The legacy of 'Les Magiciens de la Terre'
Alfredo Jaar says the Pompidou's landmark show was "the first crack in the Western art bunker"
By The Art Newspaper. Comment, Issue 259, July-August 2014
Published online: 24 July 2014
I moved from Santiago de Chile to New York in 1982. To my great disappointment, I quickly realised that New York was incredibly provincial. The art being produced and shown there was completely self-referential.It was as if no other worlds existed. Other so-called art capitals were even worse. I felt that this situation was totally anachronistic. An international exhibition in those days meant a few Americans and Germans. As an artist from Chile, I was pushed aside into small “minority” ghettos. The “art world” was a fortress. The status quo was clearly unacceptable.
I participated in the so-called culture wars during the Reagan-Bush years. Some domestic battles were won but, in my view, “Les Magiciens de la Terre” was the first crack in the Western art bunker. It became evident that after the exhibition there would be no turning back.Today we live in a very different world. But even if substantial progress has been achieved since the Pompidou show, I am afraid that there is still a great deal missing: the art world continues to be racist and sexist, and this will only change when Western institutional structures change and when non-Western cultural structures become more powerful. The fact that there are a few African, Asian and Latin American artists operating within the art system today does not make the scene truly global. We are heading that way but we are not there yet. For the moment, artists like me, who are active in the global scene, have become models for young artists working far from the centres of power who at least now know that they can build upon what we have been able to achieve.
But I am afraid that our little art world is no more than a perfect reflection of the geopolitical reality of the world. In other words, if the majority of artists in the international scene are still American and German, it is because of the size of the economy of these countries. If a few Chinese or Indian artists erupted in the scene in the past few years, it is nothing more than a reflection of their economies booming and becoming relevant. If Brazilian artists are the most well known from Latin America it is because Brazil has the strongest economy in Latin America and belongs to the Bric block of countries (Brazil, Russia, India, China). And I could go on and on with more examples of this kind.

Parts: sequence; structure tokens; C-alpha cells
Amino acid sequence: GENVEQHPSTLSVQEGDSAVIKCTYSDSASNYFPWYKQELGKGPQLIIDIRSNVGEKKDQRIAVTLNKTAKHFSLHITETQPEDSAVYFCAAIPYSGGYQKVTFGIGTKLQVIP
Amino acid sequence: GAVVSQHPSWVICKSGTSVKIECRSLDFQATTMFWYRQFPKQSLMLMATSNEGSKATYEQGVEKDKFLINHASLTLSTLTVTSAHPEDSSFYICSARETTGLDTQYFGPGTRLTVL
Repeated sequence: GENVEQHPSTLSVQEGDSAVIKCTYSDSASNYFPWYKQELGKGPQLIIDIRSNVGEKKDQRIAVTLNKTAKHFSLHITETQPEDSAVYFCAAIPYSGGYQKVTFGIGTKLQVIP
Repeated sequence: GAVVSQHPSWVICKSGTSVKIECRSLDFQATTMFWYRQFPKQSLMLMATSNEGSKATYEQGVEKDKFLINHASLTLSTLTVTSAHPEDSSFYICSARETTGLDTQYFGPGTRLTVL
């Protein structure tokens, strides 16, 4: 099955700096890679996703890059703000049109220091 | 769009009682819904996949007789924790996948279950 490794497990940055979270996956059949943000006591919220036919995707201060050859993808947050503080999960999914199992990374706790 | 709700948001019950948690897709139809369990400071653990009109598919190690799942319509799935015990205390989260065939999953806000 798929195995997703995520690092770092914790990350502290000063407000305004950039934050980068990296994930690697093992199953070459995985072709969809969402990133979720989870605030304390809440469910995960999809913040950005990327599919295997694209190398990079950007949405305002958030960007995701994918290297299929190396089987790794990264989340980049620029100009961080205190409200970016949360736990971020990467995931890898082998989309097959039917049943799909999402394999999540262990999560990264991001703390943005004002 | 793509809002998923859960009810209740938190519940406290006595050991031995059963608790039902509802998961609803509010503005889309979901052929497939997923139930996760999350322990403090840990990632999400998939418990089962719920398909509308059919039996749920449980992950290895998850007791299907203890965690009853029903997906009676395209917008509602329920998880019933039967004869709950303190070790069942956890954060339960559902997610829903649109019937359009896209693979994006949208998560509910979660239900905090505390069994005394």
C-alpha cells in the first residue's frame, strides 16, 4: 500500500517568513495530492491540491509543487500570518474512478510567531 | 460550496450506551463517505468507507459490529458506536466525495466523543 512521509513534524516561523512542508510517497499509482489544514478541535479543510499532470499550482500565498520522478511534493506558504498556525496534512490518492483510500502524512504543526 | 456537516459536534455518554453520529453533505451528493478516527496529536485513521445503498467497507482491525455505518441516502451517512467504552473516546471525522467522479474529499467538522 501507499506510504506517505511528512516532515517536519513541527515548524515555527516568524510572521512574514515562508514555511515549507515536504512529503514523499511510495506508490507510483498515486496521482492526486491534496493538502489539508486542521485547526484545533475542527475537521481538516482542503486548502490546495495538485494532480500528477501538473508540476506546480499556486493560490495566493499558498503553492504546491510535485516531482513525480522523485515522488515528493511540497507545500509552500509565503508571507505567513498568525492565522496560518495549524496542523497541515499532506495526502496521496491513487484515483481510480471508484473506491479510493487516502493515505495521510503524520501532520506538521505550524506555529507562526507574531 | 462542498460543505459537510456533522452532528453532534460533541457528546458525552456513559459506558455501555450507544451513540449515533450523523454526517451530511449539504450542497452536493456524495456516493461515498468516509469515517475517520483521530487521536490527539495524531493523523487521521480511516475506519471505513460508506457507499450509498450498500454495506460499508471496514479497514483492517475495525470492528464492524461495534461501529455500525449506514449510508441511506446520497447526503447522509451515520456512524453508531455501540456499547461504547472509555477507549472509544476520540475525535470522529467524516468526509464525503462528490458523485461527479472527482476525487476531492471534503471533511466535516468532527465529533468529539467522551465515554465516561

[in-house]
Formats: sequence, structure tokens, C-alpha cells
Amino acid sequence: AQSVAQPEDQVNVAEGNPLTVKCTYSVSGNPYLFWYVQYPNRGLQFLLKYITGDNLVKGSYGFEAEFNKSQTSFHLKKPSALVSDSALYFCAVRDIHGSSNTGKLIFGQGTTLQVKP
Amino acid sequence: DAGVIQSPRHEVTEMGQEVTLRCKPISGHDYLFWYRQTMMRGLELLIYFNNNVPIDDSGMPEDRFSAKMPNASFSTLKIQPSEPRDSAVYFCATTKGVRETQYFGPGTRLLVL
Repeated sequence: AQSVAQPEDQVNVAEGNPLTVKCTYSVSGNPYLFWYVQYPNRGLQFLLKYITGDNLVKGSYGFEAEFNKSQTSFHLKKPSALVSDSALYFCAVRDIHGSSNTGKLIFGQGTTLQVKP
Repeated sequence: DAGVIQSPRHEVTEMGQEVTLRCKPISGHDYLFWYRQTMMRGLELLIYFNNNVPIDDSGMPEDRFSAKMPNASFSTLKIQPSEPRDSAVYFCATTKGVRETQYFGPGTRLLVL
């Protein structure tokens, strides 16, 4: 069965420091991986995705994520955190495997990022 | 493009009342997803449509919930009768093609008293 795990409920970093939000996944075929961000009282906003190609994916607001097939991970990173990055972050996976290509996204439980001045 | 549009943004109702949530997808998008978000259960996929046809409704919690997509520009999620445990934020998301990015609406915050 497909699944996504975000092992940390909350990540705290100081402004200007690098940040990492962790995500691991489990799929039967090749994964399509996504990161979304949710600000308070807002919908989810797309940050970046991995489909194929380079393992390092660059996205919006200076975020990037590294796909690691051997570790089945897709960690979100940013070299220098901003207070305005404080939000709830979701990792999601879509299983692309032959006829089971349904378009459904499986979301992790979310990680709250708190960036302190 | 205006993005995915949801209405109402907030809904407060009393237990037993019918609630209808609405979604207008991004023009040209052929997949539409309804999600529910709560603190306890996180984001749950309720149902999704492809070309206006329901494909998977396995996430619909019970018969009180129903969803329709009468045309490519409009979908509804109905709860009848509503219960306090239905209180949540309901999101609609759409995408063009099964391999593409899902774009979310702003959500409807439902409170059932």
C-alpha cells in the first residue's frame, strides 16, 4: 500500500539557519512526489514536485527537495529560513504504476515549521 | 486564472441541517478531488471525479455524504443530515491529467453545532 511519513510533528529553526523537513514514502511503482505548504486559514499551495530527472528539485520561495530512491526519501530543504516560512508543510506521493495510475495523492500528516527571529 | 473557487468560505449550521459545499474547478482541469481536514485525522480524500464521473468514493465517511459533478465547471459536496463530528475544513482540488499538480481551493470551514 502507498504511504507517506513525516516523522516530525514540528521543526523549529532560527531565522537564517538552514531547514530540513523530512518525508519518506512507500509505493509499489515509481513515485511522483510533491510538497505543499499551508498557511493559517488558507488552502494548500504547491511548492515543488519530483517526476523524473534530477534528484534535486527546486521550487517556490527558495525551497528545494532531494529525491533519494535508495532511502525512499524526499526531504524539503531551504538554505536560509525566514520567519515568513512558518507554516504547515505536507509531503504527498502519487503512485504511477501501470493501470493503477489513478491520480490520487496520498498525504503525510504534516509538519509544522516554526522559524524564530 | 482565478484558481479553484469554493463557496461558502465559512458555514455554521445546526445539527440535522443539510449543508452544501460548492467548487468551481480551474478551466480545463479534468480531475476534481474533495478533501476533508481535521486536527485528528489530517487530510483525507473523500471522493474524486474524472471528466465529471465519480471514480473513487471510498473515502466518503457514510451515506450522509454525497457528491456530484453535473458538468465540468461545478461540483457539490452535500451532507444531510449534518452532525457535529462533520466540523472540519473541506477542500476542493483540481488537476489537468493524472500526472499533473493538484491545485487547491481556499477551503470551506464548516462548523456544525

How do we change the system from within? I have been searching for an answer for many years. I am convinced that the new generation of curators and cultural producers emerging now in different parts of the world will create the conditions necessary for a major shift. Things will change. The centre cannot hold. I cannot ask the world of art and culture to change the world, but I can ask that every effort should be made not to replicate so perfectly the same imbalances of the real world. Artists create models of imagining the world. The world of art and culture is perhaps the last remaining space of freedom. Let us transform it into a space of hope.
"Midnight Moment: a Logo for America" by Alfredo Jaar, will take place in Times Square, New York, 1 August-31 August, 11.57pm–midnight. The installation is part of the exhibition “Under the Same Sun: Art from Latin America Today” (until 1 October) at the Solomon R. Guggenheim Museum in New York, and is made possible by the Times Square Advertising Coalition and Times Square Arts.
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